If countries are to flourish and develop, there needs to be a strong foundation and a sense of collaboration between government institutions and the private sector. Naturally, this doesn’t come without its fair share of challenges.
Here are three of the biggest ones.
Universal Healthcare and Accessibility
It is far from an exaggeration to say the covid-19 global pandemic has brought both government institutions and private enterprises to their knees. In the past year and a half, millions worldwide have died, and hundreds of companies have gone bankrupt, leaving thousands unemployed. Adding insult to injury, new strains continue to appear, and no matter the joint efforts of state-owned institutions and independent pharmaceutical enterprises, the battle appears far from over. There are dozens of challenges still to be faced.
Arguably the biggest one is the need for a universal healthcare system accessible to all individuals regardless of gender, race, job, level of education, or social standing. After all, no matter whether you are rich or poor, black or white, or man or woman, you can still get infected as well as infect others. Needless to say, the virus does not discriminate on any basis whatsoever.
Fortunately, corporate and national leaders around the globe have taken note and are now putting in place mechanisms to grant patients the best care possible. Examples include ServiceNow partnerships in healthcare to manage workflows, promote accurate information storage and sharing, and create a streamlined experience for workers and patients as well as interdependent alliances between neighboring countries as it pertains to the use of medical resources such as hospital beds, transportation vehicles, and a qualified workforce of doctors, nurses, and volunteers.
Infrastructure and Environmental Sustainability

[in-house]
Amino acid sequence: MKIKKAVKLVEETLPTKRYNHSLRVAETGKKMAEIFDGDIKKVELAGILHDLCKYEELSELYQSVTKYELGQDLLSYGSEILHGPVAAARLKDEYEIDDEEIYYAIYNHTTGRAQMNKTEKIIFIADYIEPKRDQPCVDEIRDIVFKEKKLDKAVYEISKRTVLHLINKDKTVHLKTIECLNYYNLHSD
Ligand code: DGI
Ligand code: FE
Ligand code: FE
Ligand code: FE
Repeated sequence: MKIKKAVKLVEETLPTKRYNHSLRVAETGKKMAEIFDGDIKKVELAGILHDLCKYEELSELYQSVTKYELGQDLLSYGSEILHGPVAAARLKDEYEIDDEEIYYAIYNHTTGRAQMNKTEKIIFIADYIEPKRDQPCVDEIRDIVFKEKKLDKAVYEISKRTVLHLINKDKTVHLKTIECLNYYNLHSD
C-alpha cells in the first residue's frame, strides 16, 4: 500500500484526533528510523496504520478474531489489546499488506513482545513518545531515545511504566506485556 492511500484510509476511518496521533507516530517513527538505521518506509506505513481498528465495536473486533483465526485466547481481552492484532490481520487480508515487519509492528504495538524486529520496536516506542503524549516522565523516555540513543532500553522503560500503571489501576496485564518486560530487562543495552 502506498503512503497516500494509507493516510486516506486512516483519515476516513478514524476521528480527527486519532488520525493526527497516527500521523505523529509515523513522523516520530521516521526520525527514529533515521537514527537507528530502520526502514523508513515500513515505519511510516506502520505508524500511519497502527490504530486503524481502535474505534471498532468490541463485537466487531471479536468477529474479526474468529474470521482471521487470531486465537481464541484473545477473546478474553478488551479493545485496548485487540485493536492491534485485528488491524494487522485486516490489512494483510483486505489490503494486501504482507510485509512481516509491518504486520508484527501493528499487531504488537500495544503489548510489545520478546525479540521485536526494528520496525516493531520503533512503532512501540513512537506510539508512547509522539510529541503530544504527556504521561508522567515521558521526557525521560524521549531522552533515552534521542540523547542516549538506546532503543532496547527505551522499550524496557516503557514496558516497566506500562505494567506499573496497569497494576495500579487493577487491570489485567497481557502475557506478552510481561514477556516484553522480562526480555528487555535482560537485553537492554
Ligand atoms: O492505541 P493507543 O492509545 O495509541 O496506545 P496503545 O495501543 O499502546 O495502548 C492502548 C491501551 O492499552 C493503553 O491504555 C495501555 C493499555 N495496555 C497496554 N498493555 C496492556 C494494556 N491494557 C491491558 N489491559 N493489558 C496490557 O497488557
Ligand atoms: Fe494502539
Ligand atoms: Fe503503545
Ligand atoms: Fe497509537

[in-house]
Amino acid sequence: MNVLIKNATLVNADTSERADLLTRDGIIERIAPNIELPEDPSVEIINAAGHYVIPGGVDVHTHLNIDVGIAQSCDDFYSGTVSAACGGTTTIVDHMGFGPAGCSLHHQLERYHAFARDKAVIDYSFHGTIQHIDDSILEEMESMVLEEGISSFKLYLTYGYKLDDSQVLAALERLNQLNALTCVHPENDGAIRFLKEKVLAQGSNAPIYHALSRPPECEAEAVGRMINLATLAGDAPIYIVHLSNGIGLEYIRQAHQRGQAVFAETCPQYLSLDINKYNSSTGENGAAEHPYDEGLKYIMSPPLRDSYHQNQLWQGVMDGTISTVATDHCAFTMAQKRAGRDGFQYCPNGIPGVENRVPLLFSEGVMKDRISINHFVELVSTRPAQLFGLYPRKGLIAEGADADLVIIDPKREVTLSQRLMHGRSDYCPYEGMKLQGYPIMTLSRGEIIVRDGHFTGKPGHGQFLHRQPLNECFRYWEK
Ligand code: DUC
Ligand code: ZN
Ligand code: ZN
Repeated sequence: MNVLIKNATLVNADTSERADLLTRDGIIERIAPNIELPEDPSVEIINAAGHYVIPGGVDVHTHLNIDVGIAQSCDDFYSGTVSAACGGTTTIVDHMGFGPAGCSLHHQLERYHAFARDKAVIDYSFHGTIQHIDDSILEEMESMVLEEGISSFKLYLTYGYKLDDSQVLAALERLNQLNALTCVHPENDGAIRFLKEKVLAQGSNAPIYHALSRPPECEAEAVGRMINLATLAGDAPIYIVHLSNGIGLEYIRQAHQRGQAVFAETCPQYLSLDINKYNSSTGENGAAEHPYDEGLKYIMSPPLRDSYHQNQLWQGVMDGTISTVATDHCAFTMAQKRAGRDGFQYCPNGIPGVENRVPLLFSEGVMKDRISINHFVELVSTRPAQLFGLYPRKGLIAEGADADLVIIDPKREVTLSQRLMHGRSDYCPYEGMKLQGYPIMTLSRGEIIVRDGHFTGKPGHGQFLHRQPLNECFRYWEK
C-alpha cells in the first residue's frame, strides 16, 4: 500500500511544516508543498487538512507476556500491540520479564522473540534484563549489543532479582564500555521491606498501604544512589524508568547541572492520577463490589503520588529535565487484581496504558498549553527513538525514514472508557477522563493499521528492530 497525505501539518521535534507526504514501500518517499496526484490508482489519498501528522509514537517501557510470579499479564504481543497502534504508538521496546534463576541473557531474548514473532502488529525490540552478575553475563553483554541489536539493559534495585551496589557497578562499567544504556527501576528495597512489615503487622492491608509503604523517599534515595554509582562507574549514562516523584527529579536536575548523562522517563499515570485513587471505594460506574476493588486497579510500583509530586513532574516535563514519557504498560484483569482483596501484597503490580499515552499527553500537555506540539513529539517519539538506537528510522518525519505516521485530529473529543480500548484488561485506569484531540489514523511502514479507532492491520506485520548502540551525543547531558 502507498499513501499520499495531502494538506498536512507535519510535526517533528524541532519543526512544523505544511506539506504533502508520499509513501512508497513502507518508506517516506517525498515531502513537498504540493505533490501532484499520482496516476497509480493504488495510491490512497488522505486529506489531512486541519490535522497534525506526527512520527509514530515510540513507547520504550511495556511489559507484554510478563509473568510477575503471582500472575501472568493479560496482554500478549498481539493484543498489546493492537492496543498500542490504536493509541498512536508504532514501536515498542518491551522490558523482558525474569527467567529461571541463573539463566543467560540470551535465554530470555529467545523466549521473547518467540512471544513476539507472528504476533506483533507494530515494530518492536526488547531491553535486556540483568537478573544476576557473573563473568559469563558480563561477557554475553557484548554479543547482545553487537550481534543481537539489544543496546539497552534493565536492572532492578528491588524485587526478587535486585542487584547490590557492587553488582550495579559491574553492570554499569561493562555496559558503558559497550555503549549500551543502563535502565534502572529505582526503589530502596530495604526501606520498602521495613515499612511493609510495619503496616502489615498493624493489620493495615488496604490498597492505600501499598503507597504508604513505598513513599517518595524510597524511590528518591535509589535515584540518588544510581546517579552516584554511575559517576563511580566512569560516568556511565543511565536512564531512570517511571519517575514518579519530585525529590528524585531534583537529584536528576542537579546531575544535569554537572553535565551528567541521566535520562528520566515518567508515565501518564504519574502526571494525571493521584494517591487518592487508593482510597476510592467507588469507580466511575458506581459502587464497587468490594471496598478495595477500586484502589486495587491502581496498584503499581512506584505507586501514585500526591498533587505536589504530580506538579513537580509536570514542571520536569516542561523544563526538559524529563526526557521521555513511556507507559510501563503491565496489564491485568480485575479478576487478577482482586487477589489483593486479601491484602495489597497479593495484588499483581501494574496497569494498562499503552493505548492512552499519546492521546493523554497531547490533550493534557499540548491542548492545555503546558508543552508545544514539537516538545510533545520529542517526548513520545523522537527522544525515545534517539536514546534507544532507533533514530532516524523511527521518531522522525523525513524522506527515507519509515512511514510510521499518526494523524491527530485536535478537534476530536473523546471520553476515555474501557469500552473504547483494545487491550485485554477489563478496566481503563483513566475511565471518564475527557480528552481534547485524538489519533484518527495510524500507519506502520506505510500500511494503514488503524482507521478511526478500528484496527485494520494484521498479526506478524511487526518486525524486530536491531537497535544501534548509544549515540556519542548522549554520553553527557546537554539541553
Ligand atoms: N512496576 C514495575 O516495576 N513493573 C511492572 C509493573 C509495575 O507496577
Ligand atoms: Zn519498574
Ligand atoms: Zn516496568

In the past 50 years, the global population has more than doubled, from a little over three billion people to close to eight billion. In countries like China or India, there are more than one billion human beings, the vast majority of which live in underdeveloped areas with little access to public transportation, potable water, and a stable source of electricity.
Nevertheless, it is not only in these vastly-populated, developing nations where an infrastructure problem has yet to be effectively managed. Even in advanced economies like the United States or Great Britain, there are those living under the poverty line and children who cannot afford to buy books, go online, or learn any relevant skills to aid them in their future development.
The question, therefore, lies in finding solutions to these and other problems. While such an endeavor is far from easy, it starts with government agencies and the private sector working together to plan, develop, and implement adequate infrastructure that allows those in the countryside to connect with cities and other urban areas. Furthermore, it is imperative that these efforts not come at the expense of environmental damage or the depletion of our existing natural resources. Instead, the measures taken should be based on sustainability and paying it forward for the generations to come.
Social Justice, Opportunity, and Equality
Brazil was the last country in the western hemisphere to abolish slavery. Signed by Princess Isabel of Braganza, Imperial Law number 3,353 of May 13, 1888, finally put an end to the practice in the South American nation for more than 350 years. In the United States, it happened around 20 years earlier, in 1865.
Yet, as the police killing of George Floyd and others and the subsequent social upheaval in America showed us, there is still a long way to go before not only the United States but also many other countries around the world treat all of their citizens fairly and grant them the same opportunities notwithstanding racial background, beliefs, or creed.
But justice and equality are not only a matter of the color of your skin. It is also about your gender, where you were born, your level of education, your job accessibility, and many others. As such, it is a task that cannot be handled entirely by government entities or private institutions alone.
Rather, it requires the collaboration of all those involved, from local leadership to school principals, heads of churches, large and small company owners, and families themselves. Only then will we live in cities and countries where opportunity and success are achieved with ability, hard work, and determination and not external factors that are out of our control.
Three of the most important public-private sector challenges are universal healthcare and accessibility, environmentally-friendly infrastructure, and social justice. In a world that is in a constant state of change and evolution, they continue to be the bedrock of thriving societies all across the globe.